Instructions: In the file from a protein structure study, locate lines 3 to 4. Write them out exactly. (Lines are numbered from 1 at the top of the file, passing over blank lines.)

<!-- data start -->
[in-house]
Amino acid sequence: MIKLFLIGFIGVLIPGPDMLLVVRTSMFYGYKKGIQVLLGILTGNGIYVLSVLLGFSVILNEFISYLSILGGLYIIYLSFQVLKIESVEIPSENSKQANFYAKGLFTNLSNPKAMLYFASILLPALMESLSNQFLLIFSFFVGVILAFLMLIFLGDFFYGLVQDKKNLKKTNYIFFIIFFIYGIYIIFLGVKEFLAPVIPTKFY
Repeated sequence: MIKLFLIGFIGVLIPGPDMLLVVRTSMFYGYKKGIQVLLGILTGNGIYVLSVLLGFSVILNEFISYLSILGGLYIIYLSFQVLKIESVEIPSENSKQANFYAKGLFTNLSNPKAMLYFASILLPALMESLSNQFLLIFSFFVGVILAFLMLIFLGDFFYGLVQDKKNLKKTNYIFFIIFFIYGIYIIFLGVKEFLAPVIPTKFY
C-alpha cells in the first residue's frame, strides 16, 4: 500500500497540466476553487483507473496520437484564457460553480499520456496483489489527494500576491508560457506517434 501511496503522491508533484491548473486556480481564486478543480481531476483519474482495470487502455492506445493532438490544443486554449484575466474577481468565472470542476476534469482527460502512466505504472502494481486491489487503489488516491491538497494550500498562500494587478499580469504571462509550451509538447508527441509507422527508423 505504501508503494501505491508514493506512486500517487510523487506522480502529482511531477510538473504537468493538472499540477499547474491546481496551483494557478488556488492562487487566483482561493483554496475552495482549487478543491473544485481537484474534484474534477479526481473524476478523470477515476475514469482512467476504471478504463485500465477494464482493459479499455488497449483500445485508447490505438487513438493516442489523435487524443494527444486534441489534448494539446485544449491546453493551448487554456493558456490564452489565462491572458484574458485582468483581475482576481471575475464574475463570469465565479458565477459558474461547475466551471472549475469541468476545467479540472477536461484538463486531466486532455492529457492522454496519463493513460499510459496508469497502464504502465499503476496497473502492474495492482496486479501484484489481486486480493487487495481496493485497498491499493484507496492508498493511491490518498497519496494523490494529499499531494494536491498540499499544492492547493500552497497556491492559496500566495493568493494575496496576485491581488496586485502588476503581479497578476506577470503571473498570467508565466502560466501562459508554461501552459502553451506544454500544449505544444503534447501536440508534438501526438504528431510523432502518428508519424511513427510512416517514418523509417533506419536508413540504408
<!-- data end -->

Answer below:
Repeated sequence: MIKLFLIGFIGVLIPGPDMLLVVRTSMFYGYKKGIQVLLGILTGNGIYVLSVLLGFSVILNEFISYLSILGGLYIIYLSFQVLKIESVEIPSENSKQANFYAKGLFTNLSNPKAMLYFASILLPALMESLSNQFLLIFSFFVGVILAFLMLIFLGDFFYGLVQDKKNLKKTNYIFFIIFFIYGIYIIFLGVKEFLAPVIPTKFY
C-alpha cells in the first residue's frame, strides 16, 4: 500500500497540466476553487483507473496520437484564457460553480499520456496483489489527494500576491508560457506517434 501511496503522491508533484491548473486556480481564486478543480481531476483519474482495470487502455492506445493532438490544443486554449484575466474577481468565472470542476476534469482527460502512466505504472502494481486491489487503489488516491491538497494550500498562500494587478499580469504571462509550451509538447508527441509507422527508423 505504501508503494501505491508514493506512486500517487510523487506522480502529482511531477510538473504537468493538472499540477499547474491546481496551483494557478488556488492562487487566483482561493483554496475552495482549487478543491473544485481537484474534484474534477479526481473524476478523470477515476475514469482512467476504471478504463485500465477494464482493459479499455488497449483500445485508447490505438487513438493516442489523435487524443494527444486534441489534448494539446485544449491546453493551448487554456493558456490564452489565462491572458484574458485582468483581475482576481471575475464574475463570469465565479458565477459558474461547475466551471472549475469541468476545467479540472477536461484538463486531466486532455492529457492522454496519463493513460499510459496508469497502464504502465499503476496497473502492474495492482496486479501484484489481486486480493487487495481496493485497498491499493484507496492508498493511491490518498497519496494523490494529499499531494494536491498540499499544492492547493500552497497556491492559496500566495493568493494575496496576485491581488496586485502588476503581479497578476506577470503571473498570467508565466502560466501562459508554461501552459502553451506544454500544449505544444503534447501536440508534438501526438504528431510523432502518428508519424511513427510512416517514418523509417533506419536508413540504408